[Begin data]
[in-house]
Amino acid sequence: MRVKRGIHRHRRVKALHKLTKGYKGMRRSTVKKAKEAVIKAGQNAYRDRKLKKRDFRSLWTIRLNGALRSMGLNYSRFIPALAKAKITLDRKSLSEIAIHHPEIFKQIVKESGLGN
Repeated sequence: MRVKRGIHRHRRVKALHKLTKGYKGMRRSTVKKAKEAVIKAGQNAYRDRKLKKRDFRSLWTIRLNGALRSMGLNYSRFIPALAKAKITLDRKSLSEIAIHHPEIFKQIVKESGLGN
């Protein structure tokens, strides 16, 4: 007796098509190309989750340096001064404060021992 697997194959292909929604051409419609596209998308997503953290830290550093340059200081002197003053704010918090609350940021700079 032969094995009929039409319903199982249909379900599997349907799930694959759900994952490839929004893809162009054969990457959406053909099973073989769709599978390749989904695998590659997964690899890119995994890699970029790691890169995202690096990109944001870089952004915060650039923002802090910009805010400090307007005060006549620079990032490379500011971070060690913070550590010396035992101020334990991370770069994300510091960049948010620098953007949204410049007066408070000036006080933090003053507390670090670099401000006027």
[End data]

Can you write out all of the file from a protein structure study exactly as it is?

[in-house]
Amino acid sequence: MRVKRGIHRHRRVKALHKLTKGYKGMRRSTVKKAKEAVIKAGQNAYRDRKLKKRDFRSLWTIRLNGALRSMGLNYSRFIPALAKAKITLDRKSLSEIAIHHPEIFKQIVKESGLGN
Repeated sequence: MRVKRGIHRHRRVKALHKLTKGYKGMRRSTVKKAKEAVIKAGQNAYRDRKLKKRDFRSLWTIRLNGALRSMGLNYSRFIPALAKAKITLDRKSLSEIAIHHPEIFKQIVKESGLGN
């Protein structure tokens, strides 16, 4: 007796098509190309989750340096001064404060021992 697997194959292909929604051409419609596209998308997503953290830290550093340059200081002197003053704010918090609350940021700079 032969094995009929039409319903199982249909379900599997349907799930694959759900994952490839929004893809162009054969990457959406053909099973073989769709599978390749989904695998590659997964690899890119995994890699970029790691890169995202690096990109944001870089952004915060650039923002802090910009805010400090307007005060006549620079990032490379500011971070060690913070550590010396035992101020334990991370770069994300510091960049948010620098953007949204410049007066408070000036006080933090003053507390670090670099401000006027």